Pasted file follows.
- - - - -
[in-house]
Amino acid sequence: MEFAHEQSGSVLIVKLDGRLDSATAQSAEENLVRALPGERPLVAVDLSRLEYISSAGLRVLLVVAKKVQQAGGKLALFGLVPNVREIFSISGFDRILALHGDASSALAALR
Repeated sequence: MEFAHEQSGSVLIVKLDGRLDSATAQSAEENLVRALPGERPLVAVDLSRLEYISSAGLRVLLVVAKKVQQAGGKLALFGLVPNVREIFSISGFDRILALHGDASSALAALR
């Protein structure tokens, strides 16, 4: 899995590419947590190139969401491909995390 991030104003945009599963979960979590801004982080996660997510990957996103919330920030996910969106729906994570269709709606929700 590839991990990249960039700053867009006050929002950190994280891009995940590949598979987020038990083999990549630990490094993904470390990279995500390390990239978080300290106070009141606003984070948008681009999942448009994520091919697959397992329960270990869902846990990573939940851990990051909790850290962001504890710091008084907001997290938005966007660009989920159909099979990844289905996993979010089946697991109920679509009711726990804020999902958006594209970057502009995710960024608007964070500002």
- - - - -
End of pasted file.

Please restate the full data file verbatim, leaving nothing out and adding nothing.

[in-house]
Amino acid sequence: MEFAHEQSGSVLIVKLDGRLDSATAQSAEENLVRALPGERPLVAVDLSRLEYISSAGLRVLLVVAKKVQQAGGKLALFGLVPNVREIFSISGFDRILALHGDASSALAALR
Repeated sequence: MEFAHEQSGSVLIVKLDGRLDSATAQSAEENLVRALPGERPLVAVDLSRLEYISSAGLRVLLVVAKKVQQAGGKLALFGLVPNVREIFSISGFDRILALHGDASSALAALR
């Protein structure tokens, strides 16, 4: 899995590419947590190139969401491909995390 991030104003945009599963979960979590801004982080996660997510990957996103919330920030996910969106729906994570269709709606929700 590839991990990249960039700053867009006050929002950190994280891009995940590949598979987020038990083999990549630990490094993904470390990279995500390390990239978080300290106070009141606003984070948008681009999942448009994520091919697959397992329960270990869902846990990573939940851990990051909790850290962001504890710091008084907001997290938005966007660009989920159909099979990844289905996993979010089946697991109920679509009711726990804020999902958006594209970057502009995710960024608007964070500002």